Another September 11th passed this week, only to remind us that racial and religious hatred is not only alive but thriving around the world. Have we learned any lessons during the past decade?
When one looks at the deadly unrest taking place in the Middle East, allegedly, as a result of a film that denigrates the Muslim religion, it raises the necessity and urgency to mitigate if not eradicate the demagoguery and terrorists practices on all sides. Innocent lives were lost. Rampant violence and destruction abound. No one is without responsibility. No one is without blame. The only distinction is the matter of degree to which each of us bears.
Just when America thought that, after a decade of elaborate memorials to those who lost their lives on 911, this year was to be the first in which we transitioned into a time for private and intimate memorials. But throughout the Arab world, anti-American protests bombarded those private memorials all week.
American Embassies in Egypt, Yemen, Tunisia, Tel Aviv, and Libya were the targets of angry Muslims. In Libya, four Americans, including our Ambassador to Libya, lost their lives. Many of the demonstrators lost their lives as well. All this mayhem is the result of religious, racial, and cultural intolerance.
In the 21st Century, we still search for a more civilized society, where words and reason must replace guns and acts of violence. Will man ever fully control the warring nature within? Will we always face the “Barbarians at the Gate” ready to tap into the savage and the base?
Unfortunately, we, including our children, often watch such hateful, violent, and senseless behavior unfold in real time in the family and living rooms of our homes. How do we explain the senselessness of it all to a curious child, or do we bother to explain it at all?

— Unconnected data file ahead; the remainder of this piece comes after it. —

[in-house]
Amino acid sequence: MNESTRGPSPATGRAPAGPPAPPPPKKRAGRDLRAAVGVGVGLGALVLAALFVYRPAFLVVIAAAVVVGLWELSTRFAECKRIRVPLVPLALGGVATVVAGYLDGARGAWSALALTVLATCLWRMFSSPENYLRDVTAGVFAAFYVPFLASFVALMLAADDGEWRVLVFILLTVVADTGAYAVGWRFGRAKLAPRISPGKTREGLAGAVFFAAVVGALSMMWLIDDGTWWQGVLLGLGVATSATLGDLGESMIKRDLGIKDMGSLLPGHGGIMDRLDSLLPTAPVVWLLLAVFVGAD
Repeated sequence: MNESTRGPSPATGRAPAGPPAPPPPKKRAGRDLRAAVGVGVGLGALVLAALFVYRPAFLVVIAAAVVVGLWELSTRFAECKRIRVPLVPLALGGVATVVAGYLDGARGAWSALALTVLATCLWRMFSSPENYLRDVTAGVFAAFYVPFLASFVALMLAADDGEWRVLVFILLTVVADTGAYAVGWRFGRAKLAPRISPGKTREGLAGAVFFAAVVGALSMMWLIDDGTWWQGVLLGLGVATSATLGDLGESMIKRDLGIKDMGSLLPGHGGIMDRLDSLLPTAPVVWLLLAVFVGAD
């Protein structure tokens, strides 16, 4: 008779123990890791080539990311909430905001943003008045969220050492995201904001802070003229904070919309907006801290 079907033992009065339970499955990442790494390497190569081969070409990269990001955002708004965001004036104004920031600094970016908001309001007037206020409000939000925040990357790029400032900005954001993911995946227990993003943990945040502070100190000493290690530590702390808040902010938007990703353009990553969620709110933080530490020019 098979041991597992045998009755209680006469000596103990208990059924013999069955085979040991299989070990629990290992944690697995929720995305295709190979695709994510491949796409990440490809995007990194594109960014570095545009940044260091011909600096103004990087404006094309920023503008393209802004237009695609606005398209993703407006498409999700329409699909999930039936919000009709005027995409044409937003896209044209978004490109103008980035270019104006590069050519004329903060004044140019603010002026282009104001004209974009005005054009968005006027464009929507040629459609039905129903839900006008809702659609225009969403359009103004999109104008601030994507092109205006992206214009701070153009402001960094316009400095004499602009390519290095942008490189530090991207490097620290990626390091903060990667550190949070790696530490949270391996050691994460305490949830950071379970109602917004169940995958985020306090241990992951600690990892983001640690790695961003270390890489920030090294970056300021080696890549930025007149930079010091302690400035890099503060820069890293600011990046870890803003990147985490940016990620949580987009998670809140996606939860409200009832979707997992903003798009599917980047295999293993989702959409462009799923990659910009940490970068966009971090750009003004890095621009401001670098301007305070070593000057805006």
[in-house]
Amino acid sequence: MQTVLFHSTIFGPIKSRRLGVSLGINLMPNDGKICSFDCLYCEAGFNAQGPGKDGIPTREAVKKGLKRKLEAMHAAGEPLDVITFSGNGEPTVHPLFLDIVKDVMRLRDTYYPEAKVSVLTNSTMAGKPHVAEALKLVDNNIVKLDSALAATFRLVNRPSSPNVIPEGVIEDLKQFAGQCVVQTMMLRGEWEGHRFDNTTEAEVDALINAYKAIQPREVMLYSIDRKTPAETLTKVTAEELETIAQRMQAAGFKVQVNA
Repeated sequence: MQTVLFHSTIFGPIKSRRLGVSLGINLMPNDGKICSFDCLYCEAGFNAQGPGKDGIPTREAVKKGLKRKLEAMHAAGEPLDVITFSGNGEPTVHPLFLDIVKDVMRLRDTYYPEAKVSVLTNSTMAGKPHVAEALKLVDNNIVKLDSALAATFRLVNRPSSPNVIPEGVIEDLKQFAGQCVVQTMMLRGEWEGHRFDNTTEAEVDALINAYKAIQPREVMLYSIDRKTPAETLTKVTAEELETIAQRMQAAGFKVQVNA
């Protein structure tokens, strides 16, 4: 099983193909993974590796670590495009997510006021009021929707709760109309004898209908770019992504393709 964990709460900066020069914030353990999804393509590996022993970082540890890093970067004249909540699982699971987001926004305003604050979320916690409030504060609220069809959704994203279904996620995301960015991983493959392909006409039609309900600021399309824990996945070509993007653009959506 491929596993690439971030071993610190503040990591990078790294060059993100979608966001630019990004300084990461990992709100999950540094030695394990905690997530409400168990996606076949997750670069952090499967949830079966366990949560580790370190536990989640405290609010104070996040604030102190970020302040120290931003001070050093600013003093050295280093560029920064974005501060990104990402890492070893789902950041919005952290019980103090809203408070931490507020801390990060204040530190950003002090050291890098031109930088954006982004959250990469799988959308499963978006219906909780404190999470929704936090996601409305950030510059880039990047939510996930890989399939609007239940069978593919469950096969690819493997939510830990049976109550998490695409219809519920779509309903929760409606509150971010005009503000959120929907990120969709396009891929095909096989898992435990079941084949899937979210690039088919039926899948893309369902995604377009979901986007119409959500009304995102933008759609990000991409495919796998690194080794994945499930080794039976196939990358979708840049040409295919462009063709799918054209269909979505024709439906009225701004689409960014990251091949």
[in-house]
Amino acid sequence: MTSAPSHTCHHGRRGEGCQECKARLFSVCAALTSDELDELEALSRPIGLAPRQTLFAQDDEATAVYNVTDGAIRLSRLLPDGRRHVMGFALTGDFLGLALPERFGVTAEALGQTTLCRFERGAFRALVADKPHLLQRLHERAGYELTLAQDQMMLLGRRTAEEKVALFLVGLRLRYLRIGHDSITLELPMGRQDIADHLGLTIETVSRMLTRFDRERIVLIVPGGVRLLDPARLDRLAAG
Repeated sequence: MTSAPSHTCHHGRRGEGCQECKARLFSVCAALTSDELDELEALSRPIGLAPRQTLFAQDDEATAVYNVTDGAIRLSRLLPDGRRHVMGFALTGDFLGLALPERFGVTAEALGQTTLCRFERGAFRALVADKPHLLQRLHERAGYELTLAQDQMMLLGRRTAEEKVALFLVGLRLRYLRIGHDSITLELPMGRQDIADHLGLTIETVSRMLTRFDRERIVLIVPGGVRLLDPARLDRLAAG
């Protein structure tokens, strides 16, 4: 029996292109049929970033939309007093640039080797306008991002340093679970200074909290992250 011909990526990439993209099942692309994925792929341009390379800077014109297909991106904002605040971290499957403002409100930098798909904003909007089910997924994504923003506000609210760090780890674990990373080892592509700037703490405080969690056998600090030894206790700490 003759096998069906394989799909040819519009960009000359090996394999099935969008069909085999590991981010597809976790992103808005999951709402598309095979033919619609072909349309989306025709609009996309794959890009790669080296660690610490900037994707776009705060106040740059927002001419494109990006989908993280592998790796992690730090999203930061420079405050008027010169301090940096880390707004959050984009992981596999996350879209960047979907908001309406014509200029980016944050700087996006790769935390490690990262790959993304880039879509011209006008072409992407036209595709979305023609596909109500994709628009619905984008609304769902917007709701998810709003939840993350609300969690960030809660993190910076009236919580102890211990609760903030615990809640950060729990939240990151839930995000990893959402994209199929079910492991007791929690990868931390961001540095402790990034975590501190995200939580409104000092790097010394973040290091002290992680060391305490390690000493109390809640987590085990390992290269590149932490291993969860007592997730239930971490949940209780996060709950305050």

How do we as parents, teachers, caring adults, respond to the questions innocent children ask:
Why did those people die? Why are they burning our flag?
An informed explanation might lead to the beginning of better things to come, perhaps not in our lifetime; what if those explanations improve the lives of future generations? How can we not take the time to discuss the realities with our children, grandchildren?
There are those calling for America to make a swift and decisive response, not only to bring justice for the Americans killed, but to quell the impending threats on our embassies and the dedicated American citizens who work there. No doubt, America should. No doubt, America will.
If there is a bright spot, we can rest in knowing that the terrorists and despots are currently in the minority in those countries, including the United States, where they persist in raising their barbaric heads.
However, what are the longer-term strategies? What will make the world a more peaceful place? How should we move forward — hopeful or resigned?
Remember, future generations are listening and watching.